It is advised to try and practice as many different ways as possible. Even if it is decided who will be writing and who will be doing, each member can further understand both parts of the process by trying the other role. On most runs, stick exactly to the given times, as learning how to work against the clock is essential. However, if consistently running out of time becomes an issue, do a few practices where you just work until you finish, no matter how long it takes. Then, work on cutting the writing/building time down. Work with all the different materials you can find. It is always nice when the structure at competition is made out of something familiar or that was practiced with, but if it is something completely new you'll be better equipped to handle it if you've practiced with diverse materials. Working with more than one type of material at once might be a good idea. At the '99 national Olympiad, the main structure was made of Legos (mostly tiny Legos), but it also had a bunch of little plastic toys incorporated into it. Practice writing on lined paper and unlined paper (the Event Supervisors could give you either one, and not all ES's will let you bring your own paper). Work under different conditions - sitting at a desk, standing at a lab bench, and so forth. Practice not touching the structure while writing because one structure may be shared between multiple writers (and thus touching it might not be allowed). If a different perspective is needed, walk around it and look at it from the other side. It will be very helpful to learn to visualize the object from different angles without actually moving around it, as this might not be possible depending on the competition environment.
Builders may find it helpful to familiarize themselves with different methods of folding, gluing, stabilizing, pinning, taping, and tying knots.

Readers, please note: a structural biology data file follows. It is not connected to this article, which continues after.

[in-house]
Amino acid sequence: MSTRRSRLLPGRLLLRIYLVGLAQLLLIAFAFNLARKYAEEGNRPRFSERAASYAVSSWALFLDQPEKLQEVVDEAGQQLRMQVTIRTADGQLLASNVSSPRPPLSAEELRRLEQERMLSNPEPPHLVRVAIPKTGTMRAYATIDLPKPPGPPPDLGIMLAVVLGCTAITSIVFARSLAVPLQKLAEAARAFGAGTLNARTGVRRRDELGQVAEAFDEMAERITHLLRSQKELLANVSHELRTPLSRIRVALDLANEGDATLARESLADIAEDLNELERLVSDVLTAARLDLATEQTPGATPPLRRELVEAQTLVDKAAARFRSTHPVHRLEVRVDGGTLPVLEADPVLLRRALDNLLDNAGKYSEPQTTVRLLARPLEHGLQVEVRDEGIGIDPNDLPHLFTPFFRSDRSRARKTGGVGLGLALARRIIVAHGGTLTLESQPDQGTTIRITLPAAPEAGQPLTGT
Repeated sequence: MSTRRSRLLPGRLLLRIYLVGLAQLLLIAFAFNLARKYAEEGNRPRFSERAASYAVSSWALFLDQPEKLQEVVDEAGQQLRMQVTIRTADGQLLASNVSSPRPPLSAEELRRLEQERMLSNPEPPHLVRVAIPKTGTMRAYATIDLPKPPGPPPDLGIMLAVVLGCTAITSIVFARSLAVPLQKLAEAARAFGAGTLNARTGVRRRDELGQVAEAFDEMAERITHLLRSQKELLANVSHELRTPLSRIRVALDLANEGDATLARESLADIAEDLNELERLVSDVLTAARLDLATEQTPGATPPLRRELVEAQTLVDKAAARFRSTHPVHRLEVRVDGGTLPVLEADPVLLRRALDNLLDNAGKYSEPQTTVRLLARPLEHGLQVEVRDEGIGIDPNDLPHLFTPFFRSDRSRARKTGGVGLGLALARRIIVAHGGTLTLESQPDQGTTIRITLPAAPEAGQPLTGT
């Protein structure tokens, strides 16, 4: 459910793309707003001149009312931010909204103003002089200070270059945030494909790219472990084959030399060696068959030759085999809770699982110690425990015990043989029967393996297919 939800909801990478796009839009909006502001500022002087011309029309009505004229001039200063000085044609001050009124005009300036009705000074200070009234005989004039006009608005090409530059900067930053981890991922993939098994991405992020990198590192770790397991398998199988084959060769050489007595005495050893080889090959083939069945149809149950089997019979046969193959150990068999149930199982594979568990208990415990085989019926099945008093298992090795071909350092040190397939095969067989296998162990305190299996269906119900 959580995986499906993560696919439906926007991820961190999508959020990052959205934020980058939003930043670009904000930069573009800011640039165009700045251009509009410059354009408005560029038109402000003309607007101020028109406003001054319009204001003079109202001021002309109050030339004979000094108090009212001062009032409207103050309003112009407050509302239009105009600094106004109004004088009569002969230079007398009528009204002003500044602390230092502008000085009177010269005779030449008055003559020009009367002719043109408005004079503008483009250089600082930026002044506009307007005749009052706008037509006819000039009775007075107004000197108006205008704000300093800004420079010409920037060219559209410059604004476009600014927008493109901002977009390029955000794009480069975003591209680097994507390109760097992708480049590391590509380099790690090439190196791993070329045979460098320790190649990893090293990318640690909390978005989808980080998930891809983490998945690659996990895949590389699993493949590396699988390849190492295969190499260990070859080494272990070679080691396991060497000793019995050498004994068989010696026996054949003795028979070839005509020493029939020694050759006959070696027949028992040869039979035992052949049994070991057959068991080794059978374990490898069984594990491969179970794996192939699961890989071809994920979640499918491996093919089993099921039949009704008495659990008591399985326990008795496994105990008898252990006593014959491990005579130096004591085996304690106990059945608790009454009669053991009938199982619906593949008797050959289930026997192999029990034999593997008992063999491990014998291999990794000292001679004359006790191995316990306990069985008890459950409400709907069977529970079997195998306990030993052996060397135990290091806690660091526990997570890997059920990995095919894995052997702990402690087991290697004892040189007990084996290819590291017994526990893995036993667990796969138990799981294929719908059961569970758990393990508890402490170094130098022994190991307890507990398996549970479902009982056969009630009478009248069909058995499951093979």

Try an oral practice. Put up a screen between the writer and doer. Give the writer a model and the doer the parts.. Have the writer describe to the doer how to build the model. The doer should feel free to talk back. It helps work out problems with clarity.
Practicing Harder Models
Once you find that you and your teammate are consistently doing well and producing structures that are identical or nearly so to the originals, find ways to make things harder. Add more pieces. Ask the people building the structures to make them as complicated and asymmetrical as possible. Have them build so that the pieces are in more than just two or three different planes. When the pieces are separated into two sets, add some extra ones to the set that will be used for doing. The people building the structures should try to work in trick pieces - one of the most common (and deceptive!) tricks with Legos is to use several pieces of the same color together so that they look like a single Lego brick. There is not an advantage for finishing your writing early, so going back and checking to make sure you didn't write anything you didn't mean is helpful. Also, leave some space so adding in additional information is possible if needed. This can be very helpful for the doer. Unlike in the writing, time can be used as a tiebreaker in the doing section. If you and another team have the same number of correct connections, the team that finished building first gets a better score. So, try and work as fast as possible without sacrificing accuracy.
Most of all, have fun. This event is considered one of the absolute best ones to prepare for - teams get to play with toys! And with more practice comes more confidence in the event.
Past National Competition Materials
- 2003 - K'nex
- 2007 - Googolplex (They are no longer produced; they were mainly a teacher's toy and for some reason more common in Ohio than anywhere else in the US)
- 2008 - Googolplex
- 2012 - Craft materials, including coffee strainers, pipe cleaners, and a paper peanut bucket
- 2014 - Beads, pipe cleaners, foam "flowers", dowels, wood cutouts, base with evenly spaced holes
- 2007 - Googolplex
- 2008 - K'nex
- 2010 - Miniature PVC and copper pipes
- 2011 - Assorted materials, including K'nex, bendy straws, index cards and wheels.
- 2016 - Styrofoam and other assorted materials, including Mini Toobers and related Protein Modeling materials
- 2017 - A coffee cup lid and other assorted materials, including Mini Toobers and related Protein Modeling materials
The Test Exchange also includes many other sample builds not listed above.